-Sick of feeling guilty after an unexpected spend? Funnel some money into a ‘Splurge’ account every week and enjoy.

At the end of the day, a budget is there to make sure that what you’re spending is less than what you’re earning. But with a little time to asses your finances and a teeny, tiny bit of ongoing maintenance, a budget can help you master your money and make sure it’s working for you, and not the other way around.

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How about you? Do you budget already? Would you like to hear more about my budget? Do you wish I would just shut up about money and get back to the acting thing? This gal wants to know!

 


Thanks for reading! Don’t forget to subscribe for updates, and if you want to see more of me, come say hello on my Instagram or Twitter, I would love to see you there!

So why do you need a budget anyway?

5 Ways I Slash My Spending (because actor’s life y’all)

As a performer, life can have some ups and downs. Even with my Diversified Income Stream (I’m thinking of getting a trademark on that), without the regularity of a salaried 9-5 job money can sometimes get thin on the ground – perhaps I’ve taken some time of for a fun independent project or for a holiday. Or maybe it’s just been an expensive week!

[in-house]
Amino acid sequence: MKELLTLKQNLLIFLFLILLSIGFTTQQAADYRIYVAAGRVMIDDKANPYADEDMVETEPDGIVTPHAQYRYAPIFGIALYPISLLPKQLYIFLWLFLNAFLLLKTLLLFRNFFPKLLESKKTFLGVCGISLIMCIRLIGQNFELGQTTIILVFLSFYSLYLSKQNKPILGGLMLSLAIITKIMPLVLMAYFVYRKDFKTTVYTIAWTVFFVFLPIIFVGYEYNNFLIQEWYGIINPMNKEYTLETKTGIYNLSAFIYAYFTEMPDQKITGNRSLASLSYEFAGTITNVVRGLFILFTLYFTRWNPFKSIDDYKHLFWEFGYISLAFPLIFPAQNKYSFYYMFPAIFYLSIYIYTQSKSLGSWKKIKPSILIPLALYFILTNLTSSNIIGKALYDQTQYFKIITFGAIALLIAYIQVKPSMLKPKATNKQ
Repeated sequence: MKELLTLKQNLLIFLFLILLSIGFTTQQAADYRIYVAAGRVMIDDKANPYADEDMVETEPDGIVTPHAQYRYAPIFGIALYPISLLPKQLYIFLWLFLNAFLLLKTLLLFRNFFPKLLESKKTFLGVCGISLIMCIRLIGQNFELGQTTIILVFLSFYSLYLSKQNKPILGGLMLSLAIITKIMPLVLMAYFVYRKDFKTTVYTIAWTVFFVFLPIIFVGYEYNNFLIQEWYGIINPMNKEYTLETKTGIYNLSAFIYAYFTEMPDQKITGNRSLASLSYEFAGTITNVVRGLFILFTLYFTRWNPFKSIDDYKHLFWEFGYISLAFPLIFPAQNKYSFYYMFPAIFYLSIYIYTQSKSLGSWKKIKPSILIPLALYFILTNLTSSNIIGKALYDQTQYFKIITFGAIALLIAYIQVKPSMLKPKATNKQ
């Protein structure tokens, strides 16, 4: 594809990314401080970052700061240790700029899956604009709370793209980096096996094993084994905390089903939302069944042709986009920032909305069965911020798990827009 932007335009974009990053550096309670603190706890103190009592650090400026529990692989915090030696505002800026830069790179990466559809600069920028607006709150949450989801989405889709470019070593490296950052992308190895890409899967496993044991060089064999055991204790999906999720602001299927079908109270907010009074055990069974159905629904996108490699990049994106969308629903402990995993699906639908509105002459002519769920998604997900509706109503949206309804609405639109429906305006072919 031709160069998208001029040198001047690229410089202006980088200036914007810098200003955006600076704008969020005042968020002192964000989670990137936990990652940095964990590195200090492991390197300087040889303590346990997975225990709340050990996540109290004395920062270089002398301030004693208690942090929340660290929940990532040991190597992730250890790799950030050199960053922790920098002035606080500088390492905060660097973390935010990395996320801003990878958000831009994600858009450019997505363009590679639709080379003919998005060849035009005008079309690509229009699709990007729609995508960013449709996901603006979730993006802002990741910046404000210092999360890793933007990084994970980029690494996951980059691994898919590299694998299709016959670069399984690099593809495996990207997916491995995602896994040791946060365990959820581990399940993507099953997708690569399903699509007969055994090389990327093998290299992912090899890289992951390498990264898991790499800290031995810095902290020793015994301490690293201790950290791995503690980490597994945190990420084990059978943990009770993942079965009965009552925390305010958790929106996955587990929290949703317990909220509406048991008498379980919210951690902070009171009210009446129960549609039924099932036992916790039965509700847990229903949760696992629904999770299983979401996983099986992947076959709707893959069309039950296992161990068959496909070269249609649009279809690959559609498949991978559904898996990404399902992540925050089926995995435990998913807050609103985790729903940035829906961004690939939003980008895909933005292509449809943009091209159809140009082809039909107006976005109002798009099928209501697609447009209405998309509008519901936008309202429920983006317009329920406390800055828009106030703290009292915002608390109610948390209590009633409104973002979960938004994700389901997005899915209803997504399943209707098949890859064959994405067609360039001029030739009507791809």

Either way, here’s a list of the first five things I cut when it’s time to start trimming the budget. Ready? Let’s do this

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1. Bought Lunches

Yes, they’re easier and yes, I get that little hormonal kick that comes with spending money. BUT if I’m buying lunches for a week then that’s probably close to $100 that could be stretched into a full week of groceries. If money is tight, buying any prepackaged food is off the table (badum-tish). Bulk buy, cook a batch of something you’re happy to look at every day for a week, and get ready to save that moolah.